“Before starting to solve a problem, it is critical to know who owns it. If you are going to solve a problem, first make sure it is yours to solve. Most of the time it does neither of you any good if you solve someone else’s problem. If you find yourself either rescuing or avoiding your kid’s problems it may be time to consider some of the old parenting tools you are still carrying around.” (p.141)

“It is usually best to allow kids to experience the consequences of their mistakes and poor choices, which are theirs to own. They learn that they have positive power in their own lives.” (p.148)

Chapter 9 – Getting Your Kid Out of Jail and Other Mega-Problems

“We can love completely without complete understanding.” (A River Runs Through It)

“Our love for our children need to be unconditional. Our likes and dislikes can be and usually are highly conditional. We don’t have to like the funny-looking hair, the earring in the nose, and the silly-looking shoes. But our live needs to go beyond all that.” (p.159)

Chapter 10 – Settling Sibling Rivalry

p.175 – Kids don’t come out of the womb knowing how to deal with conflict. It is a skill that needs to be learned. And it will be learned, one way or another. Without conscious, wise, parental care the “skills” they are likely to learn are violence and aggression or passivity and evasion. Kids need to be taught how to enter into conflict and deal with it non-violently, constructively, creatively, and responsibly.

Teaching Conflict Resolution:

“If we saw our parents run from conflict, we will probably show our children how to run as well. […] If screaming is the only way you feel you will be heard, don’t be surprised if you hear the same volume and tone of voice coming out of the mouth of your five-year-old. […] But if, when you are in a disagreement with your spouse or friend, you use the “fair fight” rules and your kid hears you say, “When you do that, I feel hurt,” or “What do you need from me to feel better about this situation?” you’ll notice her using similar techniques in her own conflicts. And if, when you get angry with your kid, your tell him that you are going to your room to cool off before continuing the conversation, you may discover him doing the same thing next time he’s angry.” (p.178)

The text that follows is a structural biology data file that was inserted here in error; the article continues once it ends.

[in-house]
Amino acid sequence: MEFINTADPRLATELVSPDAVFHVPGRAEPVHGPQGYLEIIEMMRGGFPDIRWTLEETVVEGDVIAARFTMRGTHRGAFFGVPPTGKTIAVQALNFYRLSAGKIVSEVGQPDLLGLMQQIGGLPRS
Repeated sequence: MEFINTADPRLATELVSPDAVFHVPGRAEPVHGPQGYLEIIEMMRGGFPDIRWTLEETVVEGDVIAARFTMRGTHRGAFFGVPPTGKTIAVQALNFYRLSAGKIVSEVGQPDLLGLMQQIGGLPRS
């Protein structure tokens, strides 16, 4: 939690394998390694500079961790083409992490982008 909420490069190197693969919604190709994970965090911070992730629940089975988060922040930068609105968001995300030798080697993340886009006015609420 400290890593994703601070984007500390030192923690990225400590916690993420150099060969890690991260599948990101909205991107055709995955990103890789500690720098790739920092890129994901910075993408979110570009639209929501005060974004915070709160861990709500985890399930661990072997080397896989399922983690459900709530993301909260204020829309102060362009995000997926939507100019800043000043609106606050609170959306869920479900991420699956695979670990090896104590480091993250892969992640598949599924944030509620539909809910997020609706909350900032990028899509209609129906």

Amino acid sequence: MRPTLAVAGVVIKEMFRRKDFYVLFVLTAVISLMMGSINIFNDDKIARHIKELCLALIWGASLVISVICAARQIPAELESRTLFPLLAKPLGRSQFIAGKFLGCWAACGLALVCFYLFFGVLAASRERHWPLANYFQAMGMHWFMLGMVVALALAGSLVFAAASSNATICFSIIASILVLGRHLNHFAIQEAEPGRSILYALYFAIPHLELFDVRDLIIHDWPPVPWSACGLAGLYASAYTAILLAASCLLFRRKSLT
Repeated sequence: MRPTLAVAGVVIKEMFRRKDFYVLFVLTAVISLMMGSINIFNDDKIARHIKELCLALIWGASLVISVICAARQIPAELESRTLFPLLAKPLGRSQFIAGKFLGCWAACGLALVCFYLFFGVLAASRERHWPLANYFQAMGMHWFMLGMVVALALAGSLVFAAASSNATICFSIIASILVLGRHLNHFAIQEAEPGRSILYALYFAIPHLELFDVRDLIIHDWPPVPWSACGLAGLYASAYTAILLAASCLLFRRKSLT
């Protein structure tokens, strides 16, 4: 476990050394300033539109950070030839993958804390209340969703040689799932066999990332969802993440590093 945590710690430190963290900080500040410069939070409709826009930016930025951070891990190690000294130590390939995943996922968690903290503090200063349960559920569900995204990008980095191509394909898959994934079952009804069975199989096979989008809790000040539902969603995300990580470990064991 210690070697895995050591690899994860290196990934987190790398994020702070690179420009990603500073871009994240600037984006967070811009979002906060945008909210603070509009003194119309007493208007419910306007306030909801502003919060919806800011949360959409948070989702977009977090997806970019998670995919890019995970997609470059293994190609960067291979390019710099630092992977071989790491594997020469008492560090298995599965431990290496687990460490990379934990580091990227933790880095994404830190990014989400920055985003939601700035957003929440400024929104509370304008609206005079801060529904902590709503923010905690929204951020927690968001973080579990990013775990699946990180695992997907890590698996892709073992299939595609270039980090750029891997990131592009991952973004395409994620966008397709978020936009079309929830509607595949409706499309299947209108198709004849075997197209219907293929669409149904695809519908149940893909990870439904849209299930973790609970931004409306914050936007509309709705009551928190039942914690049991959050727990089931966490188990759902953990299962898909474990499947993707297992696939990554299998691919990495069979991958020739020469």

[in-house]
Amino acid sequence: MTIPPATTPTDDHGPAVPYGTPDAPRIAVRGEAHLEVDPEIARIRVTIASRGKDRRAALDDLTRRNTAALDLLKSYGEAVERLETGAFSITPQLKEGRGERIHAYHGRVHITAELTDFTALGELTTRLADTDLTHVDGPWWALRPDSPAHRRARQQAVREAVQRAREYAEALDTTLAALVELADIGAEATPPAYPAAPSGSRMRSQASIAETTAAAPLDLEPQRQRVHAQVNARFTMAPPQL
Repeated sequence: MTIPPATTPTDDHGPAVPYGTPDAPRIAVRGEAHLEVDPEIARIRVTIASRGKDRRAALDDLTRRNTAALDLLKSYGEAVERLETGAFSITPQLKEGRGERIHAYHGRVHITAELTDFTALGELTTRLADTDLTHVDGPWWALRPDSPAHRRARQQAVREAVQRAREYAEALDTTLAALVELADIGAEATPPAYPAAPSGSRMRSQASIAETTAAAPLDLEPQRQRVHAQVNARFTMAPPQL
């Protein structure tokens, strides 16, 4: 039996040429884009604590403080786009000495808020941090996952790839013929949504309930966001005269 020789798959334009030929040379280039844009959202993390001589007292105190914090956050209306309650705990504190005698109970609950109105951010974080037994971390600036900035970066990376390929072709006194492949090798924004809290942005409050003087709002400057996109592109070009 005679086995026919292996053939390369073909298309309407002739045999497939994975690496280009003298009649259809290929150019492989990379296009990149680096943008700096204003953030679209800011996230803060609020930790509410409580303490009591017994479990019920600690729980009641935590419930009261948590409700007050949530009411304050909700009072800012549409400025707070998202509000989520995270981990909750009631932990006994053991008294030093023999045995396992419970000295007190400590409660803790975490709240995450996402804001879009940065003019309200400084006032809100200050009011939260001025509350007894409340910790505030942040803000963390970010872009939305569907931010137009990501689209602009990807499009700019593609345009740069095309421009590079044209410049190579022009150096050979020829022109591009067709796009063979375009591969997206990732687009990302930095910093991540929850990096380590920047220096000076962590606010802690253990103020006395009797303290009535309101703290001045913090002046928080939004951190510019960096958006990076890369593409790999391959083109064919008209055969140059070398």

“Being able to see the other person’s point of view is one of the most useful skills in resolving conflict.” (p.184)

“When we teach our children to look at more than one side of a story, come up with a plan, and speak assertive lines at home, they are better equipped to handle conflict at school and on the street.” (p.185)

Peace is not the absence of conflict. It is the embracing of conflict as a challenge and an opportunity to grow.” (p.207)

Chapter 11 – Chores, Relaxation, Recreation, and Rebellion

Bribing kids to do chores gives them the false message that:

  • All good deeds are financially rewarded.
  • If it’s not rewarded, it’s not worth doing.
  • The bigger the reward, the more worthy the deed.

Paying kids to do ordinary, everyday chores can give the, the message that they should expect a payoff for any accomplishment. Growing up with such bribery can result in adults who are overly dependent on others for approval and recognition, lacking self-confidence and a sense of responsibility.” (p.212)

“Backbone parents know what their values are, even if those values fly in the face of conventional wisdom  or the latest trend.” (p.241)

Chapter 12 – Money Matters

“I give children an allowance for three reasons: to learn how to handle money, to make decisions about their own money, and to set financial priorities.” (p.245)

Chapter 13 – Mealtime

Forcing kids to eat when their bodies tell them they are full gives the message “What your body tells you doesn’t count. I know what you do and don’t need. You don’t.” When a kid trained this way is fourteen and peer pressure tells her to have sex or take drugs, she will hear the message she has always heard: “What you feel doesn’t count. I (we) know what you need. You don’t.” (p.265)

Picky eaters, for the most part, come from panicky parents. Most kids would not have a problem with their food if we didn’t worry so much about it.” (p.268)

“Teach your kids manners, not etiquette. Manners are social graces that enable people to eat comfortably around one another; etiquette is adhering to rigid social rules and codified courtesies that often get in the way of people breaking bread together.” (p.271)

Other Good Books: 

Dan Popov, Who Are Our Children Really? (1995)

Linda Kavelin Popov, The Family Virtues Guide (1997)

Adele Faber and Elaine Mazlish, How to Talk So Kids Will Listen & Listen So Kids Will Talk (2004)